Jay I. Hadley is an asp.net web site development professional. He started
his education on the subject in 2001. This web site was first published in 2005.
Jay Irvin thought a family history web site would be a good place to keep
busy learning and using emerging web development technologies such as CSS3 and HTML5.
Jayih specializes in artistic, responsive and adaptive web site development.
Visit Jayih's Blog http://blog.jayih.com/
Follow jayirvinh's twitter feed
This is a story of Jay Irvin's family's history, his ancestors travels to
this country, as early
The Shaw's and the Five points Meat Markets and Grocery Stores.
Myrtillo Shaw Jr. established the Shaw Mercantile Store at Five Points with his
two sons and a nephew, William D. Shaw in about 1890. The business was located
on the SW corner of 2nd St. and Washington Avenue, and the post office was also
established at the rear of their store. After a few years he sold the successful
business to his nephew, William Shaw, who built a home on 2nd Street to the rear
of the store. The name of the store changed from Shaw Mercantile to W. D.
Harold Bramwell’s father bought stock in the Cardon Brother’s Market in about 1909,
and Harold, age 15, was given a job there and taught how
to cut meat. After two years the Cardon Brothers sold the meat market to Harold’s father and the grocery
their store to David Shaw. Harold’s father called his new store Bramwell Meat Market.
In 1919 Peter and Mary Wangsgard opened Wangsgard's Grocery on the north side of Bramwell Meat Market,
and the David Shaw Grocery was still located on the south side.
After serving in World War l and working in Oregon, Harold returned to the meat market at Five Points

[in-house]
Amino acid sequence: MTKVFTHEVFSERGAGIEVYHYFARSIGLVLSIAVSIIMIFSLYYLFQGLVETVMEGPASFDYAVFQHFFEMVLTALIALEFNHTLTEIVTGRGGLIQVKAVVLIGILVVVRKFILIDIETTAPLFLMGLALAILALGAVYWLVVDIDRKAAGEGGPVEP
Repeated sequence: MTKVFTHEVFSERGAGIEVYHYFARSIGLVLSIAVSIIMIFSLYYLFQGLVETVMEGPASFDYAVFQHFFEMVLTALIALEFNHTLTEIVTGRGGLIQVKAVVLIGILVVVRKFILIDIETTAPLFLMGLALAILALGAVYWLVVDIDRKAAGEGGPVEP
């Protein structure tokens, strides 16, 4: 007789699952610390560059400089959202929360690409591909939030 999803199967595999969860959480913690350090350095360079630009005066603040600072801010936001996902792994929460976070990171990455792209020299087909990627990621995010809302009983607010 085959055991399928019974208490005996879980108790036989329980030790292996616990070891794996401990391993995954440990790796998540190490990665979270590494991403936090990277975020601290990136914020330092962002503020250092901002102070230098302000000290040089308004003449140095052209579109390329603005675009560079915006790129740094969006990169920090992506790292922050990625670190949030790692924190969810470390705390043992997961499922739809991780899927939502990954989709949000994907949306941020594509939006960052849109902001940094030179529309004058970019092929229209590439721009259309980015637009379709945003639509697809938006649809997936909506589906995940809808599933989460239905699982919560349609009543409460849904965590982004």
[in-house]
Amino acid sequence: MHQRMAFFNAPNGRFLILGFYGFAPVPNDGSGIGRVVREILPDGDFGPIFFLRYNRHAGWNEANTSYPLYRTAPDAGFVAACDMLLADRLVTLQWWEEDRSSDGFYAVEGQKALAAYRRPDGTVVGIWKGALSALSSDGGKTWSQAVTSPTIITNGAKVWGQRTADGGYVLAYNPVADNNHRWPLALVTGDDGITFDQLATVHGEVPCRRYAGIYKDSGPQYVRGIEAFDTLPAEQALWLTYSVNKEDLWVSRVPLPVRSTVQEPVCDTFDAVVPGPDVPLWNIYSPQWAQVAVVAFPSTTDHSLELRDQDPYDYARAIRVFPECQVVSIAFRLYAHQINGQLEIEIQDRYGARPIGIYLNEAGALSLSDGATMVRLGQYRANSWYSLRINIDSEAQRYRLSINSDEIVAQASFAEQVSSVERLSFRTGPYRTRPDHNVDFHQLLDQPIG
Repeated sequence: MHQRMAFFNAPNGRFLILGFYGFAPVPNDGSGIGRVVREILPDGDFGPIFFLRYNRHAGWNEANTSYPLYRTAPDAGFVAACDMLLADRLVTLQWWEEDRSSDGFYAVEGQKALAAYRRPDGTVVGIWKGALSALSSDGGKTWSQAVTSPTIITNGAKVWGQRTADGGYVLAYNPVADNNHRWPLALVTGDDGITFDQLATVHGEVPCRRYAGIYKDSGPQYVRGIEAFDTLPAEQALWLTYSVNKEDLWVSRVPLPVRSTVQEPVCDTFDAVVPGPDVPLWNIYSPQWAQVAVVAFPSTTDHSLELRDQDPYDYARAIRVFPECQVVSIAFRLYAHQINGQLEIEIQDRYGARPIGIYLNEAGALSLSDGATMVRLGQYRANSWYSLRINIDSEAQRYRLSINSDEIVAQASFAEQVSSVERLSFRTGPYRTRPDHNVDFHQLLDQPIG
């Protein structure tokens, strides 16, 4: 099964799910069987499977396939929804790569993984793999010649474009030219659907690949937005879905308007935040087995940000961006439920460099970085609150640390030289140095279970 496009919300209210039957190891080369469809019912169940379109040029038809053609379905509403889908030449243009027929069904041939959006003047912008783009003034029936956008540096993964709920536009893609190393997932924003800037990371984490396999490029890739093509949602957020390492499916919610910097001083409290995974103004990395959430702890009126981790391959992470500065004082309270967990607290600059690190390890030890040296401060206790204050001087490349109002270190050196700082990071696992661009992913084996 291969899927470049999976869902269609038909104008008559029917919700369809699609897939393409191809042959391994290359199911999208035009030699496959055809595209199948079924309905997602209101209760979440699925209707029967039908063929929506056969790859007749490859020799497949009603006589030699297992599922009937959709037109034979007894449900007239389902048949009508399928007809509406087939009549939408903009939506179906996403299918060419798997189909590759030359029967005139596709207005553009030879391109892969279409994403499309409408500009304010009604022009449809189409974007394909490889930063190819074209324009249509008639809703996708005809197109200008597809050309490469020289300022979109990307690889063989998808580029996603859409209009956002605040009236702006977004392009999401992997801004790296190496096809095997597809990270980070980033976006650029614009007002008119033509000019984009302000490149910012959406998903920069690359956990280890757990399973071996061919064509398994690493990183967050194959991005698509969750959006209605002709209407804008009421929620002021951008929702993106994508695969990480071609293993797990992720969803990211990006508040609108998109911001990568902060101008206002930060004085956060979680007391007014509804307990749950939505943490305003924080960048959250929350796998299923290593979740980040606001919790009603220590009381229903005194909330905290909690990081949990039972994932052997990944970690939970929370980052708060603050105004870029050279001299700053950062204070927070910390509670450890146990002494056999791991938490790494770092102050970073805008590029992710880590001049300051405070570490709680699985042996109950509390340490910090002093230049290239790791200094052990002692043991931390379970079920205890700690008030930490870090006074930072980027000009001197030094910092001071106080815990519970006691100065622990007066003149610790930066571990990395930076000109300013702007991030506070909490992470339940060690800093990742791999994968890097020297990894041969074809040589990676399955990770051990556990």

taking over the store.
He put his brothers to work and entered the competition with several other meat markets that were
starting up. The Shaw's added a meat market to their grocery store so the Bramwells added groceries
to their meat market. Wangsgard’s also put in meat, and there was much competition.
Pete Wangsgard and Harold Bramwell each tried to outdo the other by cutting prices.
Harold remembers one day selling butter
15 cents under cost. David Shaw went out of business and sold Harold his store.
Harold enlarged and renamed his enlarged store Bramwell Cash Market in 1933.
Their are thousands of people living in Ogden and Salt Lake City, Utah today that
have no idea what happened there in the mid 1800's when my ancestors, Shaw's,
Hickman's, Utah Pioneers, migrated to the Salt Lake Valley, built cabins ditches, grew crops and raised
List of Utah Pioneers
Pioneers that traveled west with the Mormon pioneer wagon trains.
Brigham Young company 1848
Shaw, Francis 6 years old
Shaw, Harriet Orilla age 4
Shaw, Harriet Orilla Austin age 28
Shaw John Sr. age 57
Shaw Myrtillo age 33
Poly Maria Fox age 58
Shaw, Poly Mariah infant
Shaw, Robert R. 3 years old
Shaw, William Montgomery 21 years old
When the saints were driven from Illinois in 1846, John and Polly Shaw and four
of their sons started west. Pamela and Ambrose Shaw were married on June 22, 1846,
near Mt. Pisgah, Iowa.
Ambrose and Pamela's parents fitted them out with an ox team, a wagon and supplies for the